This is significant for human society. In the past 20 years, though achievements have been made in the areas of education, alleviation of poverty etc., the progress has been very slow in terms of the goals set by Rio conference in 1992, according to Mr. Maurice Strong, then under Secretary General of United Nations and Secretary General of the Conference. We have been facing significant challenges in eco-security, climate change, biodiversity and sustainable development around the world since then.
What is even worse, the uncertainties in the current financial economy overshadow the efforts we have made and have caused many of us to simply focus on survival without noticing the upcoming environmental crisis.
The current consumption model is destroying the life supporting system, ecosystem, and our environment. Communities, organizations, and even countries have failed to sufficiently explore nature-based solutions to cope with food security, biodiversity, and environmental challenges. The excessive consumption model and way of living, which originates from the New Deal program launched by US President Franklin Roosevelt in response to the Great Depression and to stimulate recovery, remains dominant but it is not sustainable. With a global population expected to rise from 7 billion to 9 billion by 2050 and challenges posed by a deteriorating environment, it is an irresistible trend that human society will transfer from a brown economy to a green economy.
Delegates spent enormous time and energy on the “green economy” in the preparatory negotiations of the Rio+20 Earth Summit. Though concerns exist that a green economy may justify trade protectionism, there is little doubt that a green economy is the pathway forward for sustainable development that all countries should adhere to in the coming decades. As a recent UN report demonstrates, green economies are a new engine of growth, generate decent jobs and are critical to eliminating persistent poverty. Already, the European Union and Canada regard a green economy as an opportunity for a new industrial revolution to drive the economy and they pushed the topic aggressively during the negotiations.
The question remains whether the creation of a green economy will ultimately pose a challenge or an opportunity for China. The answer is without a doubt that China will join with the whole world to embrace a historic opportunity for an economic transformation. In the end, eco-civilization is not an option, but rather an inevitable course of human society development. A historic transformation is now unfolding.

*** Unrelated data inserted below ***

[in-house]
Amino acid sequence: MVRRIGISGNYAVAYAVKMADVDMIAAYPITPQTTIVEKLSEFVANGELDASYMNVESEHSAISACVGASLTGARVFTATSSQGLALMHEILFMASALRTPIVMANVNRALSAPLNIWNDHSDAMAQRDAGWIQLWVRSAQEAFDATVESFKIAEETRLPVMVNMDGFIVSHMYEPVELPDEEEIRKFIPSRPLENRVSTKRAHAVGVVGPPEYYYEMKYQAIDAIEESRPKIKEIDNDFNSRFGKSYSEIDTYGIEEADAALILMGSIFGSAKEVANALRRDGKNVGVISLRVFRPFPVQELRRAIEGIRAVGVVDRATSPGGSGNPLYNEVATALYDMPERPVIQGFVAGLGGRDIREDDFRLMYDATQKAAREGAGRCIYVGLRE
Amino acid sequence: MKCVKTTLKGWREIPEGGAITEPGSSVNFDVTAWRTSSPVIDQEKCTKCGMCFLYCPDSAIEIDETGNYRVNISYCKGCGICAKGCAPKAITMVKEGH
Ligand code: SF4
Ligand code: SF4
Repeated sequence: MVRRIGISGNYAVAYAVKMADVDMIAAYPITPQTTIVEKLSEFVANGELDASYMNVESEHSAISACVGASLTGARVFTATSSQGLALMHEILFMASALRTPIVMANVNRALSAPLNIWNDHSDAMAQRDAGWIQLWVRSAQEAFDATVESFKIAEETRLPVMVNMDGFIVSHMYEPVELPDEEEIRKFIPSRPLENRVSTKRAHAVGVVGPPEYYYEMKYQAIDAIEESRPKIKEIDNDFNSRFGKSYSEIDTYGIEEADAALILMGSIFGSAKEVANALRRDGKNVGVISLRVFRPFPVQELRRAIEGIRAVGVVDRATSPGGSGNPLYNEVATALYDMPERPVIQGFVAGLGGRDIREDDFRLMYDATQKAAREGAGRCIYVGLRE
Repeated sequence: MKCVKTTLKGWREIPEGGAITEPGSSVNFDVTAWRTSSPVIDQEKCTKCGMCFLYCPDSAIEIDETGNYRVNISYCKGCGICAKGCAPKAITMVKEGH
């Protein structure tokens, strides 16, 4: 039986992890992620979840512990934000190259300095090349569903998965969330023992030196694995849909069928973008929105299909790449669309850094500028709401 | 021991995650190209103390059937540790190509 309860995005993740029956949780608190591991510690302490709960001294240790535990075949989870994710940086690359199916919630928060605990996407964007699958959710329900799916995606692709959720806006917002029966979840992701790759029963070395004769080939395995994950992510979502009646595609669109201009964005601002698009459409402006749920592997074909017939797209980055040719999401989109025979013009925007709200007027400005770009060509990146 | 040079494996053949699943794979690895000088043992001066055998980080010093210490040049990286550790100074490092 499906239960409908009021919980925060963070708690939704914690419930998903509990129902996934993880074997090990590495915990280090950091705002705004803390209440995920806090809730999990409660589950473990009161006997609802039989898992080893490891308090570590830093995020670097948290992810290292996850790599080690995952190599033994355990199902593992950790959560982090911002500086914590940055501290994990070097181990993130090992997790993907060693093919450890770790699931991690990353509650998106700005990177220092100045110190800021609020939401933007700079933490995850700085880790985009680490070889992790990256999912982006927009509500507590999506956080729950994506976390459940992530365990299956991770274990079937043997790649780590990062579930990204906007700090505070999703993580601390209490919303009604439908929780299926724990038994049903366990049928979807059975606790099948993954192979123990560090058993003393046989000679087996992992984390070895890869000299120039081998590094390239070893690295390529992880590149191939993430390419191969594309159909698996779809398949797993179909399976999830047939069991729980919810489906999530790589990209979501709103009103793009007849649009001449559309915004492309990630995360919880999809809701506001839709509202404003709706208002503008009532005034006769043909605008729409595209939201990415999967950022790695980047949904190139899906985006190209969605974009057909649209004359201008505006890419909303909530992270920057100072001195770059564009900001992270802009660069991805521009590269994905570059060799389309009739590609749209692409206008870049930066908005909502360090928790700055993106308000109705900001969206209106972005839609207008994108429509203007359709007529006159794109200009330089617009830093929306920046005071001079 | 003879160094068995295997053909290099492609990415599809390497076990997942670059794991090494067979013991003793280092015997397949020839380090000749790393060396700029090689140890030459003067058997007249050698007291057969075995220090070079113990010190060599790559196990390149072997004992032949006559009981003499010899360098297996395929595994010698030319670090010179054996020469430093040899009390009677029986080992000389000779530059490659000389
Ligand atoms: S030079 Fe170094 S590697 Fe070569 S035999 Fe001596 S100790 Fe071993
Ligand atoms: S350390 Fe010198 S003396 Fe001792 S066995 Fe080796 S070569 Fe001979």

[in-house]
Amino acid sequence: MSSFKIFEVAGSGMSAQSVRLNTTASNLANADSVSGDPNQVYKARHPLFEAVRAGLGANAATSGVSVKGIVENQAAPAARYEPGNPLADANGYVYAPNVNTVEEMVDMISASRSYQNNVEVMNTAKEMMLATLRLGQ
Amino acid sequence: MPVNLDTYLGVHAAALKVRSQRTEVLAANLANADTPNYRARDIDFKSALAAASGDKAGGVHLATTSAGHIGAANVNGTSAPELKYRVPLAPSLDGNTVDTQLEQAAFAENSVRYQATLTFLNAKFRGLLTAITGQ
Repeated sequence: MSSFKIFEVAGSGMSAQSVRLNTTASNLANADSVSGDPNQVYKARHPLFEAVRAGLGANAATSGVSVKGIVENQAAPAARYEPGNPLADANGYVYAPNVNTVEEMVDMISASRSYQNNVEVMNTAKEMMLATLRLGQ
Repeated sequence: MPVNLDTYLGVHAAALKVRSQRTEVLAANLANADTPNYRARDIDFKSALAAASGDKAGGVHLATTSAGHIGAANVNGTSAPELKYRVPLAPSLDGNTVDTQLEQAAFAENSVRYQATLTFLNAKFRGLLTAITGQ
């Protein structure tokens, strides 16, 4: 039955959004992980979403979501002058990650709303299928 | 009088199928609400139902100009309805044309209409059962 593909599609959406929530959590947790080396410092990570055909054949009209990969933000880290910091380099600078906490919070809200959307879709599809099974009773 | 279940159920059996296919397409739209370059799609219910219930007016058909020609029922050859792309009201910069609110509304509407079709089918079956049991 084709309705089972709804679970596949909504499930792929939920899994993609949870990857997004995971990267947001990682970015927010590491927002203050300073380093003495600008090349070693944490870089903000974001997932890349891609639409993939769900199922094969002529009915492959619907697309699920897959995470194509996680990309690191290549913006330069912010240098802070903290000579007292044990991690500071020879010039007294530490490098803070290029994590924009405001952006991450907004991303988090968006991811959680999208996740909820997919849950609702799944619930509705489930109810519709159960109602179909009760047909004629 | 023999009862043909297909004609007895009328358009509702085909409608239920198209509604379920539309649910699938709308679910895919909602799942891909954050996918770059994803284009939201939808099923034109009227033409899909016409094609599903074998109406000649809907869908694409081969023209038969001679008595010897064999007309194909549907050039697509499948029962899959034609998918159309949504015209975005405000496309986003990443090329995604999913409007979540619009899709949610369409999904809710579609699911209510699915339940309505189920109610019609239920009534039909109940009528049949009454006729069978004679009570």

Unfortunately China’s sustainable development faces grave challenges, ranging from a fragile natural ecological environment to resource constraints. However in terms of developing a green economy, China has its own unique advantages thanks to the nation’s efforts in the promotion of high technology and new energies.
With the development of a green economy, previous rules of the game will be changed and new rules and standards will need to be established. For instance, carbon trading is increasingly emerging as a fast growing money making business.
As the global balance of power shifts east, global production and consumption have steadily moved to the East as well. Given these shifts in economic clout, emerging economies like China should have a greater say and decision-making power in the process of creating a new, global green economy or low-carbon economy. No longer should this process be solely dominated and designed by western countries.
Following the Rio+20 Earth Summit, the outcome document, The Future We Want, also leaves room for major groups, including NGOs, businesses, media, and local authorities, to participate in the on-going efforts to achieve sustainable development goals.
Thousands of participants, including NGOs and other groups, actively contributed to the summit to discuss how best to reduce poverty, improve human welfare and ensure sustainable development this year in Rio+20. This summit marks the first time that non-state actors have joined with government delegations in the formal negotiations.
China’s major groups have been part of these efforts, as China’s NGOs not only hosted a series of side events during the Rio+20 summit, but also have shown their willingness and capability to be deeply involved in the global framework of sustainable development by aggregating the interests of all stakeholders, including business, local authorities, media, academia and NGOs.
One example is the Eco-Forum Global (EFG), which brought a delegation composed of representatives from businesses as well as local authorities, such as Guiyang – a city from China’s southwest poverty-stricken area and Suqian from China east coast area but comparatively underdeveloped, and they both presented their unique achievements in green development.
Like many other organizations, EFG has also given its voluntary commitment which has been recognized by the United Nations and listed in the files of the Conference. Within the commitment, EFG commits itself as a reliable platform for knowledge sharing, open dialogues, and debates as well as a bridge which will help cities and enterprises to find good solutions, best practices, and policies for the big transformation into eco-civilization.
Zhang Xinsheng is the executive chairman of Eco-Forum Global – operated and supported by a public-interest foundation incorporated in China, also a former Vice Minister of Education in China.